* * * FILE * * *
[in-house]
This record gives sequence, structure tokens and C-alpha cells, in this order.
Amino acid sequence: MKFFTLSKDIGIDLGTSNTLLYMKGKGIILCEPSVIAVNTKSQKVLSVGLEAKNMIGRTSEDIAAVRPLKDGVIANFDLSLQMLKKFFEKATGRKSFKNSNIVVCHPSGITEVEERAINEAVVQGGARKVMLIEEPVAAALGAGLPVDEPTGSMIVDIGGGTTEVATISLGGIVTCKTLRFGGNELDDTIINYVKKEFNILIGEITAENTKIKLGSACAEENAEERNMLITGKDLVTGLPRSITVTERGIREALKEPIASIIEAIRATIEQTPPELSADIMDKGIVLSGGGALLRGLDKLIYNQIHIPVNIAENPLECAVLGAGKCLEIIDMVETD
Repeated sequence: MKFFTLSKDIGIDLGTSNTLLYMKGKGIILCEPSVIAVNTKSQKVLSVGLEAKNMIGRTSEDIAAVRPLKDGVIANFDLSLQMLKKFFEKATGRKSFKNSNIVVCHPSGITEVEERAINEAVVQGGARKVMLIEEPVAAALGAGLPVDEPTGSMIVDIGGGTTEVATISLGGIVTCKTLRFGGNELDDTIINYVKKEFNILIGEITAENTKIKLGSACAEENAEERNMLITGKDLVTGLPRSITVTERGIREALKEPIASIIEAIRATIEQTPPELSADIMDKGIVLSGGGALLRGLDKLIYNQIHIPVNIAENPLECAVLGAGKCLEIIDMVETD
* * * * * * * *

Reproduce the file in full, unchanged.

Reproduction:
[in-house]
This record gives sequence, structure tokens and C-alpha cells, in this order.
Amino acid sequence: MKFFTLSKDIGIDLGTSNTLLYMKGKGIILCEPSVIAVNTKSQKVLSVGLEAKNMIGRTSEDIAAVRPLKDGVIANFDLSLQMLKKFFEKATGRKSFKNSNIVVCHPSGITEVEERAINEAVVQGGARKVMLIEEPVAAALGAGLPVDEPTGSMIVDIGGGTTEVATISLGGIVTCKTLRFGGNELDDTIINYVKKEFNILIGEITAENTKIKLGSACAEENAEERNMLITGKDLVTGLPRSITVTERGIREALKEPIASIIEAIRATIEQTPPELSADIMDKGIVLSGGGALLRGLDKLIYNQIHIPVNIAENPLECAVLGAGKCLEIIDMVETD
Repeated sequence: MKFFTLSKDIGIDLGTSNTLLYMKGKGIILCEPSVIAVNTKSQKVLSVGLEAKNMIGRTSEDIAAVRPLKDGVIANFDLSLQMLKKFFEKATGRKSFKNSNIVVCHPSGITEVEERAINEAVVQGGARKVMLIEEPVAAALGAGLPVDEPTGSMIVDIGGGTTEVATISLGGIVTCKTLRFGGNELDDTIINYVKKEFNILIGEITAENTKIKLGSACAEENAEERNMLITGKDLVTGLPRSITVTERGIREALKEPIASIIEAIRATIEQTPPELSADIMDKGIVLSGGGALLRGLDKLIYNQIHIPVNIAENPLECAVLGAGKCLEIIDMVETD